During the 1916 Rising in Ireland, there were many people who invested their time to the cause. Amongst these people, there was a woman named Rosanna Hackett was called Rosie Hackett (Rosanna by birth).
She was born into a Dublin working class family in 1892. Rosie’s father died in 1901, so she, her mother and her sister lived in a tenement building on Bolton Street. After her mother remarried, the family moved to a cottage on Abbey Street.
From a young age, Rosie was involved in activism for women and working class rights. Her experience of working life as a teenager in Jacob’s biscuit factory and its bad condition inspired her and many other women to protest against their treatment. This was proved successful when they received better pay. After that, Rosie co-founded the Irish Women Workers Union (IWWU) with Delia Larkin, wife of James Larkin the renowned Union leader and working class activist.
Prior to Rosie’s work in the Rising, she played an important role in The Lockout (a union wide strike in Dublin) which took place between in 1913 and 1914. She and other women from the IWWU set up soup kitchens at Liberty Hall as a way of reducing poverty in Dublin. Food parcels were sent to assist the needy locals. Because of her involvement in The Lockout, Rosie lost her job.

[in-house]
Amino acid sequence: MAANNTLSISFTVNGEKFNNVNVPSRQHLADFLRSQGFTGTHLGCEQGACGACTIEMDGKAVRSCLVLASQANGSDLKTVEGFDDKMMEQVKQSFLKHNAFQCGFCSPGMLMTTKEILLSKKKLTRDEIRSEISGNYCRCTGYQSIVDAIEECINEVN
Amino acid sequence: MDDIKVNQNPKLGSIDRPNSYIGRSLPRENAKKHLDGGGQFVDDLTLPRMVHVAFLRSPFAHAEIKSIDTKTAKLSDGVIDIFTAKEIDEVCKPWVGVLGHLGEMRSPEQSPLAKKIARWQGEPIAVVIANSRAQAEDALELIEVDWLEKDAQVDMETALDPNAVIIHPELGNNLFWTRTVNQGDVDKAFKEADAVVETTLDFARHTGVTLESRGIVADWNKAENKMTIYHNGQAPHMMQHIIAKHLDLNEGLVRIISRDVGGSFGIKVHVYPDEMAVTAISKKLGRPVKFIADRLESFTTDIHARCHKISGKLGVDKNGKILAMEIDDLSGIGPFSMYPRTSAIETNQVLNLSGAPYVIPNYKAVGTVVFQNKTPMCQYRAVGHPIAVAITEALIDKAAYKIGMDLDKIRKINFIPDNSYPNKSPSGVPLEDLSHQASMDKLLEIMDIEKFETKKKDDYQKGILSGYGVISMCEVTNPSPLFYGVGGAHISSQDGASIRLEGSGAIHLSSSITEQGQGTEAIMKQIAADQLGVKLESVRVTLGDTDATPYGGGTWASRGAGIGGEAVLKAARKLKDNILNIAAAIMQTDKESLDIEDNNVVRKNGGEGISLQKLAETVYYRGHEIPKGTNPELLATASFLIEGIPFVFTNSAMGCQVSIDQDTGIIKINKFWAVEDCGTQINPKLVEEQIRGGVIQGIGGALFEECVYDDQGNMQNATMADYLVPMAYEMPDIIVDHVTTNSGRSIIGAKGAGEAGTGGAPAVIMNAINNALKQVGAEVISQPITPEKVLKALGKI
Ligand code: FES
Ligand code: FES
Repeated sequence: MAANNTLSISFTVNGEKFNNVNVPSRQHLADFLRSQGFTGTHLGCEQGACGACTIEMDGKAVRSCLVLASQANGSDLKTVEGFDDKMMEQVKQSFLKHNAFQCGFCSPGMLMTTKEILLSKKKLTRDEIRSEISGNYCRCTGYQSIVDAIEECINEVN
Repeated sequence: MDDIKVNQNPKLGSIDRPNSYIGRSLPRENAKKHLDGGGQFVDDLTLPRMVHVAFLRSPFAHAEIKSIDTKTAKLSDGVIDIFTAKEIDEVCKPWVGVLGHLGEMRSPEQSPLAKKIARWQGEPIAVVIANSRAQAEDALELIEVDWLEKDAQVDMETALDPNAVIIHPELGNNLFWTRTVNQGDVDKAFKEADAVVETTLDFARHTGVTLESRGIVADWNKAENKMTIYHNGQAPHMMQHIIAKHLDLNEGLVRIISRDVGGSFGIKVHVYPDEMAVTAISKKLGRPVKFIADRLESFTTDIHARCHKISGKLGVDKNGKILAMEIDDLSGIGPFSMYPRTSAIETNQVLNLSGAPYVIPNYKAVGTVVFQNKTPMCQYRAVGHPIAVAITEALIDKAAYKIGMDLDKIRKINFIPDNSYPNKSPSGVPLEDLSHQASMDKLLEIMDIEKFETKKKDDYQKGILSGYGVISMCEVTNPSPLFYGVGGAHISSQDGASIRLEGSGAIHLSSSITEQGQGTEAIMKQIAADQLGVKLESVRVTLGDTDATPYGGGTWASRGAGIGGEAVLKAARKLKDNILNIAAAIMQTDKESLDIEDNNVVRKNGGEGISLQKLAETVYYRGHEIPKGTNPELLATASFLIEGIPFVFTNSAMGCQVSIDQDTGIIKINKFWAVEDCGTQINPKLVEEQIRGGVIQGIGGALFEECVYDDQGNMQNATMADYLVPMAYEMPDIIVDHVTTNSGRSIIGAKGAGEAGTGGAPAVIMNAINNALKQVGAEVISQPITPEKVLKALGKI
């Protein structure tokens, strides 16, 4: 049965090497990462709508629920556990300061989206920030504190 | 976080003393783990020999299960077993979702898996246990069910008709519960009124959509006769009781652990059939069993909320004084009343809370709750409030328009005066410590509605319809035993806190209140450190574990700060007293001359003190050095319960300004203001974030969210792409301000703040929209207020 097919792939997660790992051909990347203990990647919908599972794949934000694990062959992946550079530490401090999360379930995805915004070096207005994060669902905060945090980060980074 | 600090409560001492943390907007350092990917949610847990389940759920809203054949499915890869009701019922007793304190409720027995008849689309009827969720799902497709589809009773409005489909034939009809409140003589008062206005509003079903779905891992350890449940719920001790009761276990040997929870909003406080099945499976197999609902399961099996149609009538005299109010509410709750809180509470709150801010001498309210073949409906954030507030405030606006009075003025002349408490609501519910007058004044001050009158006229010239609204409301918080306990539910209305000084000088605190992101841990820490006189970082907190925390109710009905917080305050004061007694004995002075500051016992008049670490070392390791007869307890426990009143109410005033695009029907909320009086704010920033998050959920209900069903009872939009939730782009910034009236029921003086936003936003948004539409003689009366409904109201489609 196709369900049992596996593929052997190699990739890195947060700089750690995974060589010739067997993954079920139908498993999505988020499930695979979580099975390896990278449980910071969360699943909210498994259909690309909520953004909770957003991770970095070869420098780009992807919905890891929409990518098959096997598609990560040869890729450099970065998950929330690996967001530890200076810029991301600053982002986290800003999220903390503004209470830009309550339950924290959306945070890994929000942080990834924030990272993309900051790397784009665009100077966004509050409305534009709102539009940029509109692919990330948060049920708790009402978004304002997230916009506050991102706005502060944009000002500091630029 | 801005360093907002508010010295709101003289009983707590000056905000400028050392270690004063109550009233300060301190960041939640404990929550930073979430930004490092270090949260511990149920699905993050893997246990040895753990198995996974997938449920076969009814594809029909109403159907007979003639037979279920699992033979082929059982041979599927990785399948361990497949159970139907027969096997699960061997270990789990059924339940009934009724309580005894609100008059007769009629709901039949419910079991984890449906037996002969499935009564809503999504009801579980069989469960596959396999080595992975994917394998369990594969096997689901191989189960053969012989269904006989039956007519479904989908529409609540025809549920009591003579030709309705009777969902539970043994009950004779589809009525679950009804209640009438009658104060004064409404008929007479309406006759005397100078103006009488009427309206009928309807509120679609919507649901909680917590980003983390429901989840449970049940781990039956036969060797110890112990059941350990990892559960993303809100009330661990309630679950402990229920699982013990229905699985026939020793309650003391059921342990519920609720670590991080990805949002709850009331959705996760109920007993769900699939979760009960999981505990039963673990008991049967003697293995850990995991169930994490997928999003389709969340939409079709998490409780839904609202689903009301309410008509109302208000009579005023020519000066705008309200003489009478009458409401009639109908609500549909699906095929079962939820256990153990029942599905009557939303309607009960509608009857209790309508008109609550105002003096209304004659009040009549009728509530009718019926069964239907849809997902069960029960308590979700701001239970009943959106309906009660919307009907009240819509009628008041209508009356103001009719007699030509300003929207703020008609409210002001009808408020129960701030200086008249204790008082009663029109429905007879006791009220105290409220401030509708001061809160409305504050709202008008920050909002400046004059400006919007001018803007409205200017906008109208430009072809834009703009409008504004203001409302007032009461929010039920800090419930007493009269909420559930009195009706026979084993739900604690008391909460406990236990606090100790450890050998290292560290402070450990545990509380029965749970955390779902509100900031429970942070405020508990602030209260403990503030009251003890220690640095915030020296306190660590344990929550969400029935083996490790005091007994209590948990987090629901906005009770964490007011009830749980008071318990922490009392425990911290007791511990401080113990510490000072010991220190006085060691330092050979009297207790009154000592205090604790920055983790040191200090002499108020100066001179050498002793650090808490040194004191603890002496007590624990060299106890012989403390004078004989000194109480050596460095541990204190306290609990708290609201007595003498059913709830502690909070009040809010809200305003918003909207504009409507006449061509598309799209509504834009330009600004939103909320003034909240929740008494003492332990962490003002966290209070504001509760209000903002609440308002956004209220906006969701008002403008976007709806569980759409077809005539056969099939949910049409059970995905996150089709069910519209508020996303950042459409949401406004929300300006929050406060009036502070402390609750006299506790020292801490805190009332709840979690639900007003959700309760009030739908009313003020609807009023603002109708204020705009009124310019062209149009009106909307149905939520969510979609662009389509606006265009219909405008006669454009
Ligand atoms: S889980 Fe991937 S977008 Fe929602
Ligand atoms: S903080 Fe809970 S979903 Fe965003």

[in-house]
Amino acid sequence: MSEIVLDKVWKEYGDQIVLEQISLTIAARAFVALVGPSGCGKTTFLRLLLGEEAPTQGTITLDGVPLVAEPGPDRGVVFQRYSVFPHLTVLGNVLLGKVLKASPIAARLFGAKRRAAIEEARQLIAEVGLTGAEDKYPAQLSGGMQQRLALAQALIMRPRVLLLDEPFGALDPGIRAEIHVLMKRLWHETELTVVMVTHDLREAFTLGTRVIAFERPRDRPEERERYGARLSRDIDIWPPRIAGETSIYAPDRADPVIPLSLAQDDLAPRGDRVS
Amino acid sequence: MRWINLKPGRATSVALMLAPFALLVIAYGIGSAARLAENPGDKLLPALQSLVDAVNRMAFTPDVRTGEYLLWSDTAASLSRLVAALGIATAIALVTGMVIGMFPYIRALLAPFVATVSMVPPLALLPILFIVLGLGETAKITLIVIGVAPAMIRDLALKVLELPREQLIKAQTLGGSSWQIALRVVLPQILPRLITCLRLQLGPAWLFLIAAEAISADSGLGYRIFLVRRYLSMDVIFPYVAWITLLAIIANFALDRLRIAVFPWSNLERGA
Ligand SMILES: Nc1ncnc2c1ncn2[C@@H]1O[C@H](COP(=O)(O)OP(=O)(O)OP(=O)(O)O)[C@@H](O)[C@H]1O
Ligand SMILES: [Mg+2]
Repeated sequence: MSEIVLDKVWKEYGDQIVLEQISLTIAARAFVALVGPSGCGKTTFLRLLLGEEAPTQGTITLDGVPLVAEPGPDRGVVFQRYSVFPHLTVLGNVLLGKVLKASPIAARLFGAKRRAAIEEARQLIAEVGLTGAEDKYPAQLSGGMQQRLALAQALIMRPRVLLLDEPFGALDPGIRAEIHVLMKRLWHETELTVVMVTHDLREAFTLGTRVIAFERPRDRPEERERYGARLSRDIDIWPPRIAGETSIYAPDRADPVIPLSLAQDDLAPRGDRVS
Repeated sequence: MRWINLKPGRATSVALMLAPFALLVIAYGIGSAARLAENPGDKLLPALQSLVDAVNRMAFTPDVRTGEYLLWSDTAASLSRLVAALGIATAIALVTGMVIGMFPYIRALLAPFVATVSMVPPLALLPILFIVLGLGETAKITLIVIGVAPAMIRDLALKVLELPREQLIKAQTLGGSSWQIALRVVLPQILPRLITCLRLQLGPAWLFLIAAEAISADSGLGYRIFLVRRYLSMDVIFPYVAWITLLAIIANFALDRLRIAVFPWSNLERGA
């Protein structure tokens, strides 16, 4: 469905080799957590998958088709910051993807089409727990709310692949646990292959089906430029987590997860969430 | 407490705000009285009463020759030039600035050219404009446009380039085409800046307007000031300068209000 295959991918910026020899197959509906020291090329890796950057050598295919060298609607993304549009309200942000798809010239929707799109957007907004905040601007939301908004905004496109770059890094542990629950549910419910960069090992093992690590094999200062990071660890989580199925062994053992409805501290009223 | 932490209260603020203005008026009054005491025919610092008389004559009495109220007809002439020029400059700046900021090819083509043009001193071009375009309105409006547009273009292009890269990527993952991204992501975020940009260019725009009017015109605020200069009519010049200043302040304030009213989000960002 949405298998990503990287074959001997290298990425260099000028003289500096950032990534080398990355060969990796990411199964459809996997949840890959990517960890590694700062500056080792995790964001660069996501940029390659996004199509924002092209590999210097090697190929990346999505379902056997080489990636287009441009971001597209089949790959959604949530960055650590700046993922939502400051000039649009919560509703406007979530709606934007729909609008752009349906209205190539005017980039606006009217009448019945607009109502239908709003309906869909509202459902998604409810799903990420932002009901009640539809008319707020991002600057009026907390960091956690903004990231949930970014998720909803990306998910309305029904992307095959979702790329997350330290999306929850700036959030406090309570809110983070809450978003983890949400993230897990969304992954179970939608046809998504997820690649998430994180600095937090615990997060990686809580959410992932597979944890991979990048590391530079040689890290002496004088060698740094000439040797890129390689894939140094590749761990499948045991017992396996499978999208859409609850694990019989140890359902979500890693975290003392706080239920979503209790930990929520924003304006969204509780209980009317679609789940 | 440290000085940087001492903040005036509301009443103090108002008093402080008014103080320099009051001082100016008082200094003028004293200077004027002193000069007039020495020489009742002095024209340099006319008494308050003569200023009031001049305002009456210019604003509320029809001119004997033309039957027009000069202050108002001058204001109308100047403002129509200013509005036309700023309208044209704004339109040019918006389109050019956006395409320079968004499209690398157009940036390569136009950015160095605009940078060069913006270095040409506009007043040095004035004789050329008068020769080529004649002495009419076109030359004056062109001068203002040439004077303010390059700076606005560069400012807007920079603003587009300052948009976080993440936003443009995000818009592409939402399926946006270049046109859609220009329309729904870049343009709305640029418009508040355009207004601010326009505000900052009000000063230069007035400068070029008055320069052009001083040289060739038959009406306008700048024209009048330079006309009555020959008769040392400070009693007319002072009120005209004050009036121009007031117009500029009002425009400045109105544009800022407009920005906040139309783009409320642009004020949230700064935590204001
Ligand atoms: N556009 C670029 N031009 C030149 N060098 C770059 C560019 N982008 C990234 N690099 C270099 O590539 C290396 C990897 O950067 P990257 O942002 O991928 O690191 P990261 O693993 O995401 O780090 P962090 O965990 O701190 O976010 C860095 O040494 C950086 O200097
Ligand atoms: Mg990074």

Soon after this, she became involved with the Irish Citizen Army. Her role during the 1916 Rising was manifold, for instance she was involvement in printing the original 1916 Proclamation and it was her who handed it to James Connolly when the ink was still wet. This caused great controversy as many of the men were unhappy with the fact that a woman was even present. Her involvement resulted with her occupying the Royal College of Surgeons on Stephen’s Green with Michael Mallon and Constance Markievicz. Like Markievicz and Mallon she was captured towards the end of the rebellion and spent 10 days in Kilmainham Jail.
But this didn’t deter her; even after her sentence she re-founded the IWWU, with the help of Louie Bennett and Helen Chenevix. She stayed very focused on the rights of working class women in particular. After 60 years of dedicating her life to helping others, she received a gold medal from x. She died in 1976, at the age of 84.
However Rosie Hackett wasn’t forgotten and in 2014, her legacy was remembered when a bridge over the Liffey River was built and named after her.